All Posts By


Learn more about our exotics service

By | Uncategorized | No Comments


At the Veterinary Hospital of Davidson we are proud to offer services to our non-traditional pets including small mammals (rabbits, guinea pigs, hamsters, hedgehogs, gerbils, chinchillas, rats, mice and sugar gliders) and reptiles. Dr. Marlowe and Dr. Forward spent extra time during their veterinary training to focus on exotic animal medicine and are excited to offer this service.

When you first adopt your exotic pet our veterinarian should perform a thorough exam to assess its health and to discuss husbandry requirements.  As well, annual physical exams are as crucial in non-traditional pets as they are in dogs and cats.  Small mammals and reptiles can become ill and rapidly decline in less than 24 hours. Therefore, if your pet seems sick it should receive prompt medical attention.

Here are some services we provide for exotic pets:

  • Twice yearly health examinations: Because the lifespan of some of our exotic patients are relatively short, we often recommend twice-yearly examinations.
  • Lab work screenings: Routine blood work checks help us assess the overall health of your pet. And, this is important in any sick exotic pet.
  • Surgical procedures: We offer spay, neuter, mass removal, laceration repair, limb amputation, enucleation (eye removal), and bladder stone removal as well as other procedures.
  • Ultrasonography: When needed, we can perform in-hospital ultrasounds to assess your pet’s internal organs.
  • Radiography: We can provide in hospital radiographs (x-rays) to assist in evaluating your pet.
  • Dental procedures: We recommend prophylactic teeth cleanings for ferrets as we do for cats and dogs. In addition, we provide dental care for rabbits and rodents. These pets have teeth that continuously erupt throughout life and may require routine incisor trimming and molar filing of any overgrown or sharp teeth in order to make sure they are able to eat and drink well.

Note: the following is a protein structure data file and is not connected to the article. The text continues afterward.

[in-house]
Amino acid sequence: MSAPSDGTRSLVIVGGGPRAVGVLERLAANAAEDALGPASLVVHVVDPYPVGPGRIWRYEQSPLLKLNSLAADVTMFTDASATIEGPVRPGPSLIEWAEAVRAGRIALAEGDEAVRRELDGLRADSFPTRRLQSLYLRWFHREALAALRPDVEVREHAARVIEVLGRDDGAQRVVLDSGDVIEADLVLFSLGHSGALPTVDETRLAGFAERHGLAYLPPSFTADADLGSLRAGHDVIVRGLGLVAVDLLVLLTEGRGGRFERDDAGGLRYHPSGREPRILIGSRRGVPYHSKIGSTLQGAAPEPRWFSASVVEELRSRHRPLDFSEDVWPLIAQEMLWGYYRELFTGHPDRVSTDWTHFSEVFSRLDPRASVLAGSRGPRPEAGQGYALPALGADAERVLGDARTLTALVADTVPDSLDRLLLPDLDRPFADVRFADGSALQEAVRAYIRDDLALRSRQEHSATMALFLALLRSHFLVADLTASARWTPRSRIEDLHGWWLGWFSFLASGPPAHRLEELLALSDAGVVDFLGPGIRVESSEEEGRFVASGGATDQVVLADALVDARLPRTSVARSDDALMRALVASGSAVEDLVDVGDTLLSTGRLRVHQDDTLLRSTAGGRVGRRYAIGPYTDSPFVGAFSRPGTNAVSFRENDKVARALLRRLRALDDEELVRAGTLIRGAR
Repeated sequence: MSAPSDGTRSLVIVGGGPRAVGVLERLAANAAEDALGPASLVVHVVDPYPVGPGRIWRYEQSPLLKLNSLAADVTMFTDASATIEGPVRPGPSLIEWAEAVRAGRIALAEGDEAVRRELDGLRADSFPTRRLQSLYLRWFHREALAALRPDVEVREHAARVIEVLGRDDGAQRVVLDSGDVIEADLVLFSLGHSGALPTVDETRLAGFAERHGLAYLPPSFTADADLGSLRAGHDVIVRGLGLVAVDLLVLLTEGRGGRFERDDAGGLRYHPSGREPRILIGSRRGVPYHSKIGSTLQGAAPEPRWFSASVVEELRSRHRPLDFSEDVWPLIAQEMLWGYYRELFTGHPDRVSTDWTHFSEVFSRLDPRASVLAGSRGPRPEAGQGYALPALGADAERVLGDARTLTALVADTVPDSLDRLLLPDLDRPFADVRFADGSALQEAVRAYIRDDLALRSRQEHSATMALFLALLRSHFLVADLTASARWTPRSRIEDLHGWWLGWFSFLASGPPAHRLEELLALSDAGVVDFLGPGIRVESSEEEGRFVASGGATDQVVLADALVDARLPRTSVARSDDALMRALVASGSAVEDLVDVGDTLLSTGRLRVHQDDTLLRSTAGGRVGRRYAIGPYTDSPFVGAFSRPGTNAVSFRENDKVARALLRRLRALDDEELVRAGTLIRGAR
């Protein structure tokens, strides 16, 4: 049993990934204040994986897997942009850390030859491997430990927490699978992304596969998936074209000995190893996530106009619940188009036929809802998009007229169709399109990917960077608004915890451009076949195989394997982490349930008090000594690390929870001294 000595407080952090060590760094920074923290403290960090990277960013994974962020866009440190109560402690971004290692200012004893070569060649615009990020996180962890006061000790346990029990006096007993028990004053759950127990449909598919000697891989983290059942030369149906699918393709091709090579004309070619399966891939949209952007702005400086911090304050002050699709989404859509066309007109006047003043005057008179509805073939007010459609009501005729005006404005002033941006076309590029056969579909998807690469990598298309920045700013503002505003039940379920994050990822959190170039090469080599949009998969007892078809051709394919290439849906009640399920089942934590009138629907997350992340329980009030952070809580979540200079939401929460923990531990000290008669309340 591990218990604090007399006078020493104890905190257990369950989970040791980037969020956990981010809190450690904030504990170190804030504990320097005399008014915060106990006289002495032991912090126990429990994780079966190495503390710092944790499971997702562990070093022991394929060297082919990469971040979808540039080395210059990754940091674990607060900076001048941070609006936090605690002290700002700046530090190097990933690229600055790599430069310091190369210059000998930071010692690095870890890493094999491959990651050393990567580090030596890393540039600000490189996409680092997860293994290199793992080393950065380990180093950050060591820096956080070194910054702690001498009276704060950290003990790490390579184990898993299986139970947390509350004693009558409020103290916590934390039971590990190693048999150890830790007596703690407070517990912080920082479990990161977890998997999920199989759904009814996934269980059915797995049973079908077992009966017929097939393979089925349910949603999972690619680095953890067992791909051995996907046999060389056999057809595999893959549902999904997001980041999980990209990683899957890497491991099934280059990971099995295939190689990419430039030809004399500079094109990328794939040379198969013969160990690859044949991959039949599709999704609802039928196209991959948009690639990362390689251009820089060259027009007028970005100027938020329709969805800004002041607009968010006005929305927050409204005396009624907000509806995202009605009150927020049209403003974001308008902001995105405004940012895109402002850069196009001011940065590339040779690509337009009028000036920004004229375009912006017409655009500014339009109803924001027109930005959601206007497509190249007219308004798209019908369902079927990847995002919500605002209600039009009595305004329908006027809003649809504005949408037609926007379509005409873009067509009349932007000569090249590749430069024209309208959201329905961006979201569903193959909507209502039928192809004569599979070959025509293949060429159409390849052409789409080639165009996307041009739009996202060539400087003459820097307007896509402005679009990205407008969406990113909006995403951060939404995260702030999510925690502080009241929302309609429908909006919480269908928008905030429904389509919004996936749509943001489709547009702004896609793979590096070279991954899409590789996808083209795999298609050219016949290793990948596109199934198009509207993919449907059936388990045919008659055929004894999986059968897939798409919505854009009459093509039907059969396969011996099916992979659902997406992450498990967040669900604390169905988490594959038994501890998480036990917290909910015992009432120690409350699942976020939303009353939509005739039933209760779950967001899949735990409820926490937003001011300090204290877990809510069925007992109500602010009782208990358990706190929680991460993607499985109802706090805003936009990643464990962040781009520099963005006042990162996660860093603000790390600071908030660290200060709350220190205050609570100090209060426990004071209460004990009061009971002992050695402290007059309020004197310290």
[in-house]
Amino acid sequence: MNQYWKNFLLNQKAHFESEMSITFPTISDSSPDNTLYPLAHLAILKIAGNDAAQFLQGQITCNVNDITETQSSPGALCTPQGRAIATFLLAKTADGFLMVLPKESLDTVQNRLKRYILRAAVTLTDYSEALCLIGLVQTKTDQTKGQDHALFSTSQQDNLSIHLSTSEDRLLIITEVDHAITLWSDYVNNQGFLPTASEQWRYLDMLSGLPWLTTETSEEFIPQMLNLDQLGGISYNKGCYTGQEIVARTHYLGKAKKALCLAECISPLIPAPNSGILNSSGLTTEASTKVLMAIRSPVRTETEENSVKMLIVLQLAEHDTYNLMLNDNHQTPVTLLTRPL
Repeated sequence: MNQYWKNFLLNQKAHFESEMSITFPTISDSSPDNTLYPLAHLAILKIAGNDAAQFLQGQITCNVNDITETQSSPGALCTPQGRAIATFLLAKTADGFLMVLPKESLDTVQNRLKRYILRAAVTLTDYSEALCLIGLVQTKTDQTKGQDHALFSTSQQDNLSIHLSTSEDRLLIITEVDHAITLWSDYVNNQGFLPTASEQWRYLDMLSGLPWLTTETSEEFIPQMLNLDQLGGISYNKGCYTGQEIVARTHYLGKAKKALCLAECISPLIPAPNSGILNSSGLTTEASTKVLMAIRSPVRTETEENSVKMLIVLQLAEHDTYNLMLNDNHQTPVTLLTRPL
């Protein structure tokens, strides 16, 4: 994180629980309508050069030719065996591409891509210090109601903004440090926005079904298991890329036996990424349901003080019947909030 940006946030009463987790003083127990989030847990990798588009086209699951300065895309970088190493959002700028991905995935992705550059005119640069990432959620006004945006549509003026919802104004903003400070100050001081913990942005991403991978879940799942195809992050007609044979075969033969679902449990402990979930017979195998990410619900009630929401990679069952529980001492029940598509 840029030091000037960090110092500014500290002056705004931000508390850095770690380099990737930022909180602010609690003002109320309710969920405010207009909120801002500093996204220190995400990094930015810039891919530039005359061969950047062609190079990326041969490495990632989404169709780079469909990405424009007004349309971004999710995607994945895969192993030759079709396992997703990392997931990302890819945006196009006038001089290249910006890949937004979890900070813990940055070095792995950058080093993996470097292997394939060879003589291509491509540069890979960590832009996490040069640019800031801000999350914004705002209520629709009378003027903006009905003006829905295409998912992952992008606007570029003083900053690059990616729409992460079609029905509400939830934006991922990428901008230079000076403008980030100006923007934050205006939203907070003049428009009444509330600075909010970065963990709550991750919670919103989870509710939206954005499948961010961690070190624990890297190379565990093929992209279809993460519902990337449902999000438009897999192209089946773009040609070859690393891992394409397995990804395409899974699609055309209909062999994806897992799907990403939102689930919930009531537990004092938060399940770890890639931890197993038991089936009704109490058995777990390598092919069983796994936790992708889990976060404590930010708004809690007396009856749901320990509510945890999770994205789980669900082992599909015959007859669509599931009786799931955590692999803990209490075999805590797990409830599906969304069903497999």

• Sick exams: It is very important to address any signs of illness including skin lesions, poor appetite, upper respiratory infection, diarrhea, reduced fecal output, weight loss, or lethargy.
  • Nutritional consults: Because the diet for exotic pets is very different from dogs and cats we will ensure that their diet is healthy and appropriate for their species.
  • Pain management: In addition to traditional medications we can provide therapeutic laser therapy and acupuncture as additional modalities to reduce inflammation and relieve pain in our exotics species.
  • Holistic and herbal care: In some cases there are alternative therapies that may be beneficial for the health of your exotic pet. We are always willing to evaluate if this may be appropriate.


        For the safety of our staff we do not see primates.


        Written by Dr. Ryn Marlowe

Our Dogs Will Eat What Their Body Needs – A Lesson From Tater Tot

By | Blogs | No Comments

I have been a practicing veterinarian for 10 years and my pets continue to teach me something new every day.  You will often hear us tell our clients that your pets will eat what their body needs.  So there are no picky eaters – you just haven’t found what your dog is wanting to eat yet.  This is not always true for cats.  Some cats refuse to eat canned food no matter what you try but in general, if  you listen to your pet, they will tell you what they want to eat.